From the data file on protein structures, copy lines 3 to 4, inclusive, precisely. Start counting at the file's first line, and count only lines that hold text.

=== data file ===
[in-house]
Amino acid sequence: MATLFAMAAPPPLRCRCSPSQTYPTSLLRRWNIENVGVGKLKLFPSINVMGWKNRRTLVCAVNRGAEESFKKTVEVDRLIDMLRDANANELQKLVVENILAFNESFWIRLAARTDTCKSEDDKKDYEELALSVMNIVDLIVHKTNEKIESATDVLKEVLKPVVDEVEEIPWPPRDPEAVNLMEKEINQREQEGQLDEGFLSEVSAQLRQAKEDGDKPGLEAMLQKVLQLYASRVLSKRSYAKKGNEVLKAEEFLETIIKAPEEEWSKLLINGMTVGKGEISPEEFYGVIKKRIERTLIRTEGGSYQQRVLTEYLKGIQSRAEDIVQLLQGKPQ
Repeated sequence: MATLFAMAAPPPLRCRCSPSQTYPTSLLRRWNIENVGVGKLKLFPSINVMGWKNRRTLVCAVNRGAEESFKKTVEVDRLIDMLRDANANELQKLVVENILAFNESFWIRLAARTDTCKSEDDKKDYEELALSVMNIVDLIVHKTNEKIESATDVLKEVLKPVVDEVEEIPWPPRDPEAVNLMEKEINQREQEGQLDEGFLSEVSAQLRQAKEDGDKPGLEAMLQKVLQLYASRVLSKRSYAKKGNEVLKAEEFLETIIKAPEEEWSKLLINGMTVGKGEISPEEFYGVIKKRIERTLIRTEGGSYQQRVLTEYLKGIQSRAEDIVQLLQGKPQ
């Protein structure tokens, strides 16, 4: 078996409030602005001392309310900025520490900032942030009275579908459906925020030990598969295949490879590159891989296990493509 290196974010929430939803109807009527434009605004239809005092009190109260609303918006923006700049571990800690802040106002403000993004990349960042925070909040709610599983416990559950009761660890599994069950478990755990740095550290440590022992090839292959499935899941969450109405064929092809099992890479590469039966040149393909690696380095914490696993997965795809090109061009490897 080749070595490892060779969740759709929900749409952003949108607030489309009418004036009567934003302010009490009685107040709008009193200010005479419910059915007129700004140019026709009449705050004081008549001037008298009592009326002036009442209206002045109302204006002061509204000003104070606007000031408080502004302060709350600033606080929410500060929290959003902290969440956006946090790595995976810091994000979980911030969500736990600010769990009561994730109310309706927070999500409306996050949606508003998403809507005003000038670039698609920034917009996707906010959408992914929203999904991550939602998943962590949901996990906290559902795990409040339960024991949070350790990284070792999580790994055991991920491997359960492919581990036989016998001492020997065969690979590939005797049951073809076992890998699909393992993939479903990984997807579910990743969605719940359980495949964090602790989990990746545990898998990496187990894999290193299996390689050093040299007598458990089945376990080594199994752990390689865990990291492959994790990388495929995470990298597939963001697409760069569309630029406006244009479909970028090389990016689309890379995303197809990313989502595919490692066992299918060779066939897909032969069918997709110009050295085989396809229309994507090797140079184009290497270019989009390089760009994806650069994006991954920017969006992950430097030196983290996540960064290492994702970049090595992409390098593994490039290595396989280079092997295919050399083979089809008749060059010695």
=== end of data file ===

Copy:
Repeated sequence: MATLFAMAAPPPLRCRCSPSQTYPTSLLRRWNIENVGVGKLKLFPSINVMGWKNRRTLVCAVNRGAEESFKKTVEVDRLIDMLRDANANELQKLVVENILAFNESFWIRLAARTDTCKSEDDKKDYEELALSVMNIVDLIVHKTNEKIESATDVLKEVLKPVVDEVEEIPWPPRDPEAVNLMEKEINQREQEGQLDEGFLSEVSAQLRQAKEDGDKPGLEAMLQKVLQLYASRVLSKRSYAKKGNEVLKAEEFLETIIKAPEEEWSKLLINGMTVGKGEISPEEFYGVIKKRIERTLIRTEGGSYQQRVLTEYLKGIQSRAEDIVQLLQGKPQ
């Protein structure tokens, strides 16, 4: 078996409030602005001392309310900025520490900032942030009275579908459906925020030990598969295949490879590159891989296990493509 290196974010929430939803109807009527434009605004239809005092009190109260609303918006923006700049571990800690802040106002403000993004990349960042925070909040709610599983416990559950009761660890599994069950478990755990740095550290440590022992090839292959499935899941969450109405064929092809099992890479590469039966040149393909690696380095914490696993997965795809090109061009490897 080749070595490892060779969740759709929900749409952003949108607030489309009418004036009567934003302010009490009685107040709008009193200010005479419910059915007129700004140019026709009449705050004081008549001037008298009592009326002036009442209206002045109302204006002061509204000003104070606007000031408080502004302060709350600033606080929410500060929290959003902290969440956006946090790595995976810091994000979980911030969500736990600010769990009561994730109310309706927070999500409306996050949606508003998403809507005003000038670039698609920034917009996707906010959408992914929203999904991550939602998943962590949901996990906290559902795990409040339960024991949070350790990284070792999580790994055991991920491997359960492919581990036989016998001492020997065969690979590939005797049951073809076992890998699909393992993939479903990984997807579910990743969605719940359980495949964090602790989990990746545990898998990496187990894999290193299996390689050093040299007598458990089945376990080594199994752990390689865990990291492959994790990388495929995470990298597939963001697409760069569309630029406006244009479909970028090389990016689309890379995303197809990313989502595919490692066992299918060779066939897909032969069918997709110009050295085989396809229309994507090797140079184009290497270019989009390089760009994806650069994006991954920017969006992950430097030196983290996540960064290492994702970049090595992409390098593994490039290595396989280079092997295919050399083979089809008749060059010695």